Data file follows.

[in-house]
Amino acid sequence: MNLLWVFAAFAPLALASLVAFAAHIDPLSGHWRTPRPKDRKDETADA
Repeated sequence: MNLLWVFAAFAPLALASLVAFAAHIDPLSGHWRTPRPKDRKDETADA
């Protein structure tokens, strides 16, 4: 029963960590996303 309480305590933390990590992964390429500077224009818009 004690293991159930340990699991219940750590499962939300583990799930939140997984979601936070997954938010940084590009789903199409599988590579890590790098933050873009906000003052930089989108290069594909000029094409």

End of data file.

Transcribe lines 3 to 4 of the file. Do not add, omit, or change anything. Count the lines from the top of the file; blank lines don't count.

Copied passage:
Repeated sequence: MNLLWVFAAFAPLALASLVAFAAHIDPLSGHWRTPRPKDRKDETADA
């Protein structure tokens, strides 16, 4: 029963960590996303 309480305590933390990590992964390429500077224009818009 004690293991159930340990699991219940750590499962939300583990799930939140997984979601936070997954938010940084590009789903199409599988590579890590790098933050873009906000003052930089989108290069594909000029094409």